103 NCMusicAd Coltrane Stewart webJohn Coltrane, April 1966 © Chuck Stewart Photography, LLC

 

Coming November 2018 . . .

The Oxford American’s 20th Annual
Southern Music Issue & CD

Featuring
NORTH CAROLINA

 

Reserve your copy today.

 

Come on and raise up.

 


Chuck Stewart’s photography provided by Fireball Entertainment Group, courtesy of Chuck Stewart Photographs of John Coltrane, Archives Center, National Museum of American History, Smithsonian Institution

 

At forty-three, Rico Wade’s still got something to prove. Most people with music industry aspirations find a way to build a business. Rico built a family instead. Then he discovered why family and business rarely mix. But when your past is OutKast and your present is a rapper named Future, it ain’t over till the last ATLien sings.

I’ve often said that Vic Chesnutt was the best songwriter of my generation; someday there will be classes at fine colleges devoted to the study of his songs.

While urban hip-hop ushered in an era of “bling” and hyper-materialism, the Albany-based duo Field Mob trademarked their country-ness.

 

A heartbreaking deep soul classic by Atlanta’s Lee Moses almost became the third ’60s-era song called “Bad Girl” to grace an OA music issue CD.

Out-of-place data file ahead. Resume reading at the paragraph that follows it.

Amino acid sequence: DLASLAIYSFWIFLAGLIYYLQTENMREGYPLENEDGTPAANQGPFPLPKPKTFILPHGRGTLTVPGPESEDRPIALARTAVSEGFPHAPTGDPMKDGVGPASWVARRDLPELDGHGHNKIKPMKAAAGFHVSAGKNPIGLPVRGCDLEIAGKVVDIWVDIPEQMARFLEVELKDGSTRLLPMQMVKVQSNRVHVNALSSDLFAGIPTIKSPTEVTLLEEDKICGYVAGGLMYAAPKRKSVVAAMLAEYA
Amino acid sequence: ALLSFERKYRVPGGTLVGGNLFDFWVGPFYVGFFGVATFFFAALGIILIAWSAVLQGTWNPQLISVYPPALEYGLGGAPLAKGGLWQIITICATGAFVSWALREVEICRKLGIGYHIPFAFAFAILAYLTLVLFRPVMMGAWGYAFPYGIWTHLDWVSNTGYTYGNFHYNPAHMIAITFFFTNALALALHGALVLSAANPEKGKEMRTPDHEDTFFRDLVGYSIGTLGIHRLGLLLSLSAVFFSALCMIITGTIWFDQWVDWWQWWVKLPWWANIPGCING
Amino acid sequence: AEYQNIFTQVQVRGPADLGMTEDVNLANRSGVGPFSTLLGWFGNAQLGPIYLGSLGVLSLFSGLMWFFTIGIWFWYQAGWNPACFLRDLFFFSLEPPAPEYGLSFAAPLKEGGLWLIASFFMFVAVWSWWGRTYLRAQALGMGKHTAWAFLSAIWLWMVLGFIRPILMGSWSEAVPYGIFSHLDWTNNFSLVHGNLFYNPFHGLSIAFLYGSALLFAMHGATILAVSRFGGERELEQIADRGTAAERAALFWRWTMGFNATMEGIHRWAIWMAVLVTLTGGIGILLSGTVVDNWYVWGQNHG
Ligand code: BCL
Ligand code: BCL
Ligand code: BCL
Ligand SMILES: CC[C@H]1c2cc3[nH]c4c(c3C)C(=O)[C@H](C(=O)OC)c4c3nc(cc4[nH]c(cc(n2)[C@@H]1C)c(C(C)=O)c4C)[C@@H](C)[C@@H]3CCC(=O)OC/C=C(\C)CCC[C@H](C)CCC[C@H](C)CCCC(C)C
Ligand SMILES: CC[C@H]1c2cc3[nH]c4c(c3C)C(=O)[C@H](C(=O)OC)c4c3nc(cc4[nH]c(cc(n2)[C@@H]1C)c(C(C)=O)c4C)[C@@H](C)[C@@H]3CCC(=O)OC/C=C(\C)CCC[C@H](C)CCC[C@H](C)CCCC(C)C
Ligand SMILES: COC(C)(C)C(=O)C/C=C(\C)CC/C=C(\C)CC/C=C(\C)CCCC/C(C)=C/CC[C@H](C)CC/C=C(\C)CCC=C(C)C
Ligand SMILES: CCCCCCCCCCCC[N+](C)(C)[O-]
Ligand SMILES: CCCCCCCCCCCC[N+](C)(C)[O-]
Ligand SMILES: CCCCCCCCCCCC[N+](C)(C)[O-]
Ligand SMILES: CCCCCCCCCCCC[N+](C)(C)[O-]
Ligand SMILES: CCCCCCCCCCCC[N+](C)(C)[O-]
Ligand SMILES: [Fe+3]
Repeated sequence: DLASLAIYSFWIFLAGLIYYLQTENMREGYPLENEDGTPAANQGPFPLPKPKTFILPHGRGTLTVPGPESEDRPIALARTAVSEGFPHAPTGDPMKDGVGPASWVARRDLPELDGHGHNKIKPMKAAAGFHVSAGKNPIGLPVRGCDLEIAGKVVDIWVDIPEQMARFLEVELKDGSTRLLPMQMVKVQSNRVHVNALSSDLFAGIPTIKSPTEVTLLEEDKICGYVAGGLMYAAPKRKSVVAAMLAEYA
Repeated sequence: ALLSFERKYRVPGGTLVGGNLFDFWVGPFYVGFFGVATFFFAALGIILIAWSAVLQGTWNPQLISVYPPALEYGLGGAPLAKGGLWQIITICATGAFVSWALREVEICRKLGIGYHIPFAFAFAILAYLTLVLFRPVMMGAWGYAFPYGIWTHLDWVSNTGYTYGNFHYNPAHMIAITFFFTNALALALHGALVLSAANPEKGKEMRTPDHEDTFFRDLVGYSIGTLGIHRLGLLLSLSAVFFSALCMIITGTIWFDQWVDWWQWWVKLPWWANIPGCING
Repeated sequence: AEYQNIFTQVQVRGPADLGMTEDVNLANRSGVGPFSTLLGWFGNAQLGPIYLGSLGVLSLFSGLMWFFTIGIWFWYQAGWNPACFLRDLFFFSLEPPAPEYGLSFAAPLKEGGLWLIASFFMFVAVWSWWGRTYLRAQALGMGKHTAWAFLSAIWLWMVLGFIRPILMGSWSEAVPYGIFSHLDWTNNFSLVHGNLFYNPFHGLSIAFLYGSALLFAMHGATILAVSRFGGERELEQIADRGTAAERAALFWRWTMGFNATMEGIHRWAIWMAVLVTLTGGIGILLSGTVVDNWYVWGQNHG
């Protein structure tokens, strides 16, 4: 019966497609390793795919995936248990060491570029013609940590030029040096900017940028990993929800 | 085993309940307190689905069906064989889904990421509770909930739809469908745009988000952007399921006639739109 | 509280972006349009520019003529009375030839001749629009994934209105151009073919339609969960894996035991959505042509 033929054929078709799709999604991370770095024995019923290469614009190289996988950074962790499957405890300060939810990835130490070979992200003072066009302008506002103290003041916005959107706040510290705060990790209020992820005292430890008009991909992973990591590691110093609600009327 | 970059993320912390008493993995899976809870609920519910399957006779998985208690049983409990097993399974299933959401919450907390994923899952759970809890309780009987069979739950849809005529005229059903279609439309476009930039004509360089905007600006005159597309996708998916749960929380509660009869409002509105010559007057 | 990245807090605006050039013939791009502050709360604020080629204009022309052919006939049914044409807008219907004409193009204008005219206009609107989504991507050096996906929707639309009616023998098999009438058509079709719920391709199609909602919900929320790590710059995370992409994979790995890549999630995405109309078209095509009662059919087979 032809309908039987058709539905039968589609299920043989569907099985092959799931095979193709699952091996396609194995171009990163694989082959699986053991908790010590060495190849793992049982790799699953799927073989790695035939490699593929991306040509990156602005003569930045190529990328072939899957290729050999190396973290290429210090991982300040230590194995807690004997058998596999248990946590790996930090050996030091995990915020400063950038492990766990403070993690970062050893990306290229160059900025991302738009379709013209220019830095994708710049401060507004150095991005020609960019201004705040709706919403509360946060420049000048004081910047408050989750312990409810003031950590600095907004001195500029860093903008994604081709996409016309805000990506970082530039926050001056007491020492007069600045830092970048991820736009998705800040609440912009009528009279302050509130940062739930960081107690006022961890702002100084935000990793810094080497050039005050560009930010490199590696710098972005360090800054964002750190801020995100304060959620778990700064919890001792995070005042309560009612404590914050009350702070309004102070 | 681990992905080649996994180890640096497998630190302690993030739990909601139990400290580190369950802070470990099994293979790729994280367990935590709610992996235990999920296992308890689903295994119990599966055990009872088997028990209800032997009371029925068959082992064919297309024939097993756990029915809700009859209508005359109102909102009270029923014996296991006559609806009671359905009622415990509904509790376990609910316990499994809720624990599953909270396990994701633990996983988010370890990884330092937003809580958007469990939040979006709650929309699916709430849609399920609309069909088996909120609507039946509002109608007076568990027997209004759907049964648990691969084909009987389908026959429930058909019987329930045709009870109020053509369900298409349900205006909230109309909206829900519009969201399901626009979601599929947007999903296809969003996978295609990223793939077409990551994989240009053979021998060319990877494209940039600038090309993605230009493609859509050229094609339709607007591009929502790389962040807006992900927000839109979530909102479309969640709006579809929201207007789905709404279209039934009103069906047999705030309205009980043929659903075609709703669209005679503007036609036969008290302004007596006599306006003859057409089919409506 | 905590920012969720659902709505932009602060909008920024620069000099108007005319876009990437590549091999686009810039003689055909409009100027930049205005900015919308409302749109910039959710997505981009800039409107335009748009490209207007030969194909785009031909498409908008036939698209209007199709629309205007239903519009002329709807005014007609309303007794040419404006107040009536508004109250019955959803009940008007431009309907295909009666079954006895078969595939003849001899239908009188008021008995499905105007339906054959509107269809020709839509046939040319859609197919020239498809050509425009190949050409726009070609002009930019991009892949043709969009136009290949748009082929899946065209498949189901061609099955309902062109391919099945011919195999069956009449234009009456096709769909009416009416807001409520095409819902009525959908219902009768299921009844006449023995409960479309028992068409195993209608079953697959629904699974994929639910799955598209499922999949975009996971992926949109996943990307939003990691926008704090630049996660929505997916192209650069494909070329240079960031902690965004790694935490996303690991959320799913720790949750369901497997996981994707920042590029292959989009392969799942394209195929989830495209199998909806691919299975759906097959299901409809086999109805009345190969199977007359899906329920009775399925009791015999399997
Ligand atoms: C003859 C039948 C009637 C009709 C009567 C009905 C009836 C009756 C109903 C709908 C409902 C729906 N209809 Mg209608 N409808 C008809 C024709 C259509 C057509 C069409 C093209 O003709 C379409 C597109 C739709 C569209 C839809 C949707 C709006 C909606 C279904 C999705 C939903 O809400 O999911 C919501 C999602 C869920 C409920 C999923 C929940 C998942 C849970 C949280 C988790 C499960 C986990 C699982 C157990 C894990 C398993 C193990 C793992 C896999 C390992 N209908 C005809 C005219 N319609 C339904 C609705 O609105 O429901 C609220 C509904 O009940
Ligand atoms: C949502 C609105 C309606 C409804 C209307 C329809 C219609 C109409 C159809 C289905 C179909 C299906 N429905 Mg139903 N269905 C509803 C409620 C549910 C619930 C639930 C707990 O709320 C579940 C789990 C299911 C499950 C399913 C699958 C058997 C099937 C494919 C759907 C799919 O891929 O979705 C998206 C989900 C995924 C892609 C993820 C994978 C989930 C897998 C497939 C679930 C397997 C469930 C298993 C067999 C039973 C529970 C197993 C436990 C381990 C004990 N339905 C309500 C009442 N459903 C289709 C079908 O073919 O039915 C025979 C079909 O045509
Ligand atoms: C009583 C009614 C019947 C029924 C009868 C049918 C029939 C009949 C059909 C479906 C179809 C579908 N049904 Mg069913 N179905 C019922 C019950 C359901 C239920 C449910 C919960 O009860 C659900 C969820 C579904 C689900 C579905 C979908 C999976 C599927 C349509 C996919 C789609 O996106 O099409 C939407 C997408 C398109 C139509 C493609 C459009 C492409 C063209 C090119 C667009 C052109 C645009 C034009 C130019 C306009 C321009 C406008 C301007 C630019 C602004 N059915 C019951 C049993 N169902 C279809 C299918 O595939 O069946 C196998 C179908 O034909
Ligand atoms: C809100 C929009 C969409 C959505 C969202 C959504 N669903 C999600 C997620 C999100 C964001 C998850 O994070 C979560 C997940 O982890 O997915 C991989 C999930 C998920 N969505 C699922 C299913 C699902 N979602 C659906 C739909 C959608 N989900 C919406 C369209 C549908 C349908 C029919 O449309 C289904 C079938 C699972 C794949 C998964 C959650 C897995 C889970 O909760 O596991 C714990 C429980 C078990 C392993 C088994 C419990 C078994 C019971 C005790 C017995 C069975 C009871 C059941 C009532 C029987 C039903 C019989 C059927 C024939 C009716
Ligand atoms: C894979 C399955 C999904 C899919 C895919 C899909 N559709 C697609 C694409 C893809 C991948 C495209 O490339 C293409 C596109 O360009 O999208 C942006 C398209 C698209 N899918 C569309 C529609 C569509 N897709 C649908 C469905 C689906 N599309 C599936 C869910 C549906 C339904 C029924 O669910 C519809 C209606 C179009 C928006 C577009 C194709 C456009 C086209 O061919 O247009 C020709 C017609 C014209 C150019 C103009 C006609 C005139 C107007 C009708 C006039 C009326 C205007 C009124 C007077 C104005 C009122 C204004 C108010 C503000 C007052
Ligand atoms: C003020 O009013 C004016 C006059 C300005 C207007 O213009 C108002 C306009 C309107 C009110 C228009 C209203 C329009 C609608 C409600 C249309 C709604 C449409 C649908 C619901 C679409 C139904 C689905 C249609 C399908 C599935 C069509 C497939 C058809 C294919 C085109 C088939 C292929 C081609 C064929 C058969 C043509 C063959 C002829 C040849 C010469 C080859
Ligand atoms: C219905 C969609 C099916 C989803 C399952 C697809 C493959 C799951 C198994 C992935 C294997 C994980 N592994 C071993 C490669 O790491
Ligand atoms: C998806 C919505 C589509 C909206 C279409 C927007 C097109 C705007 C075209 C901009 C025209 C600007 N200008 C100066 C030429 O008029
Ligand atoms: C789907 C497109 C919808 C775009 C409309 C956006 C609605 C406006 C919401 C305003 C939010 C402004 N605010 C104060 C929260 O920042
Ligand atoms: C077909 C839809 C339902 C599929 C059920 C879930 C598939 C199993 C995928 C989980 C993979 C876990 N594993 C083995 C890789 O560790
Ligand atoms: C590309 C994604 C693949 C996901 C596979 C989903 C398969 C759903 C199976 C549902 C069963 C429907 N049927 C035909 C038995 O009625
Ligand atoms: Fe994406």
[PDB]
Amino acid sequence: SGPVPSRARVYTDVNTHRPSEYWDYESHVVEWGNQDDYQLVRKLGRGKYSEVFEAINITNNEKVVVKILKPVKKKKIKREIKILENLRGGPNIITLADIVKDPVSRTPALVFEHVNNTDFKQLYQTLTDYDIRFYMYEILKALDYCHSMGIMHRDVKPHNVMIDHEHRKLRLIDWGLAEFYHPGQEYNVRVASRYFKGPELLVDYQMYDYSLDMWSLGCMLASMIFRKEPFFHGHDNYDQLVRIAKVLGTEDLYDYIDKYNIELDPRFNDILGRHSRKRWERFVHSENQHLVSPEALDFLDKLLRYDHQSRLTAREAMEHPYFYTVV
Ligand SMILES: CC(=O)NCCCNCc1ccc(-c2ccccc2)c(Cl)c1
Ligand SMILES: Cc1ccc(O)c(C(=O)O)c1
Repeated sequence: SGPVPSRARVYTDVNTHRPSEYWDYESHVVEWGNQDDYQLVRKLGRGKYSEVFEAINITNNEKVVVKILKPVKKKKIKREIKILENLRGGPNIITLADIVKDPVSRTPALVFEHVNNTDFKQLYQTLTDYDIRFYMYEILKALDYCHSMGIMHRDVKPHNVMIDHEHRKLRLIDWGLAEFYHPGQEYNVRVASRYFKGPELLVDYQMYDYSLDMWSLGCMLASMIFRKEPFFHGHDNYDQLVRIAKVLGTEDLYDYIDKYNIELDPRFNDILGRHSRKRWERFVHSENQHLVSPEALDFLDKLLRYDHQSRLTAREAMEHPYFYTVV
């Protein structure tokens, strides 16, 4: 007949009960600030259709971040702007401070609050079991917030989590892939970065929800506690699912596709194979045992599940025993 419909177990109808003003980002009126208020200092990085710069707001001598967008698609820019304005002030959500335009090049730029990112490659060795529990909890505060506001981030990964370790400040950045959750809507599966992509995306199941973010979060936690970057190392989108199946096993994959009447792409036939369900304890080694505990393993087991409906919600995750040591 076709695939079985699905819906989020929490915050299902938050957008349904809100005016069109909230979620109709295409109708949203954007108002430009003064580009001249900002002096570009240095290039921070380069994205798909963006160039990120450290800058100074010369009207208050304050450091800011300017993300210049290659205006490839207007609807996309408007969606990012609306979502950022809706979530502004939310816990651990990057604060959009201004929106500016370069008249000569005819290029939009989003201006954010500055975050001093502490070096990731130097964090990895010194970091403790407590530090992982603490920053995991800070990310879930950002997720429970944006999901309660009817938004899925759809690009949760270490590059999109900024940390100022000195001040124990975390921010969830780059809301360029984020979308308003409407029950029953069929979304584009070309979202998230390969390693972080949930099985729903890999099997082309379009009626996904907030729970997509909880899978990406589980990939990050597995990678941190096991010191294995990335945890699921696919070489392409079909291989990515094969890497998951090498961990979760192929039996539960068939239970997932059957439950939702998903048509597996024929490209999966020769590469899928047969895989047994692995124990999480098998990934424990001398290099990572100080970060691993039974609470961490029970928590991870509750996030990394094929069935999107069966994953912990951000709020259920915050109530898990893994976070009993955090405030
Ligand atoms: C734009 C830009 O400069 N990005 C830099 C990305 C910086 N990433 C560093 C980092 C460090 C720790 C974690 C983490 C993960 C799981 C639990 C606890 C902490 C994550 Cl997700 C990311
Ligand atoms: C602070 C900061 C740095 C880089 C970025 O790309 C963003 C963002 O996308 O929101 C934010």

At the age when most rappers have effectively retired, burned out, or become irrelevant altogether, Killer Mike is releasing some of the best music of his career to the widest audience he’s ever reached.

Jazz owes its origins to the bump and grind of turn-of-the-century brothels and the colored waif orphanages of the South’s great cities, but where is the wellspring of swing? Swing, children, begins with Fletcher Henderson, one of the great big band leaders for the ages.

Little Richard, now eighty-two years old, has reportedly been living the last several years in a penthouse suite at the Hilton hotel in downtown Nashville (the Hilton will neither confirm nor deny that they have a guest named Mr. Penniman). I knew someone who knew someone who had his cell phone number, and in June, I cold-called him.

George Mitchell’s recordings and photographs of the blues music and culture of Georgia’s Lower Chattahoochee Valley document a once-thriving American musical tradition drawing its last defiant breath.